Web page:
Google's Role in the Fray

While banks and credit card companies want to control the flow of incoming credit and debit card payments from merchants, wireless carriers want to collect fees on the data moving over their networks.

Google, on the other hand, sees an opportunity with the retailers, which need a way to accept payment from smartphones. To this end, Google's project involves a partnership with electronics payment company VeriFone ( PAY), which makes terminals that reportedly will be able to accept payments from phones embedded with near field communication (NFC) technology, which lies at the heart of the burgeoning market.

NFC is one technology that allows consumers to wirelessly transmit their credit or debit card information to merchants. NFC has the potential to replace cash and other payment methods, say some analysts, and could account for a third of the $1.1 trillion global mobile payments market by 2014, according to IE Market Research.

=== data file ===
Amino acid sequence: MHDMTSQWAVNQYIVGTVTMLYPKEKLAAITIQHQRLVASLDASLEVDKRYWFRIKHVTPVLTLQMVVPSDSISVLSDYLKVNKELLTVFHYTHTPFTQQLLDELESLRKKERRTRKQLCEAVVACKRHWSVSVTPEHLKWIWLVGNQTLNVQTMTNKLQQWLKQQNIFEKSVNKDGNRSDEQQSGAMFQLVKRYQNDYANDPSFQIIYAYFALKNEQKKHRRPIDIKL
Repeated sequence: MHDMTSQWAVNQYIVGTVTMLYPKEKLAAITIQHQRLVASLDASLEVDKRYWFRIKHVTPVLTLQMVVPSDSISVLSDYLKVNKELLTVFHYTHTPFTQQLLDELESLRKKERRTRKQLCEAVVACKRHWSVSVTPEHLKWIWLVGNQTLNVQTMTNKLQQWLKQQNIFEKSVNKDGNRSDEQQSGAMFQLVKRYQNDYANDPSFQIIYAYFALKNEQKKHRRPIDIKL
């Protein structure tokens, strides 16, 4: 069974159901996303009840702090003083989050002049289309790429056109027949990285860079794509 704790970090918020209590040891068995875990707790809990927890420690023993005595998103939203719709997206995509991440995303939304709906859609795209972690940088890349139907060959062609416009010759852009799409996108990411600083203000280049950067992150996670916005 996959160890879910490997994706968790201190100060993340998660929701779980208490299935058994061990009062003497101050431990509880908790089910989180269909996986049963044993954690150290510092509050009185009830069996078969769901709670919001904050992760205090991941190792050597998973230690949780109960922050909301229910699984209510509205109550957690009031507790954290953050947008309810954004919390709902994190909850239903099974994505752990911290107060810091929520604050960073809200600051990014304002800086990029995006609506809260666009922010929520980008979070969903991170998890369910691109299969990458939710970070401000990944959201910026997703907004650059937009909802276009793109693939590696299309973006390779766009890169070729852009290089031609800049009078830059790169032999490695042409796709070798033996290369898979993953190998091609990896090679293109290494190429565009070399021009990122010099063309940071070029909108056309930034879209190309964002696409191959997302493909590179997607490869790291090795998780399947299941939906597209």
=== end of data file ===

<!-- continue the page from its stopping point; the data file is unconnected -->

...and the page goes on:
But while mobile payments have taken off in other parts of the world like Asia, the service isn't likely to go mainstream in the U.S. for another two to three years, said Chris Jones, an analyst with Canalys.

Adoption of mobile wallets is somewhat of a chicken-and-egg problem: Consumers won't demand mobile payments until they know enough merchants support them, and merchants won't implement the technology until they receive enough demand, the Federal Reserve Bank of Boston said in a May policy paper.

The availability of NFC-enabled smartphones also remains a problem.

Samsung's Google Nexus S phone is the only device on the market that contains an NFC chip, although Research In Motion ( RIMM) and Nokia ( NOK) have said they are committed to putting the technology in its phones this year.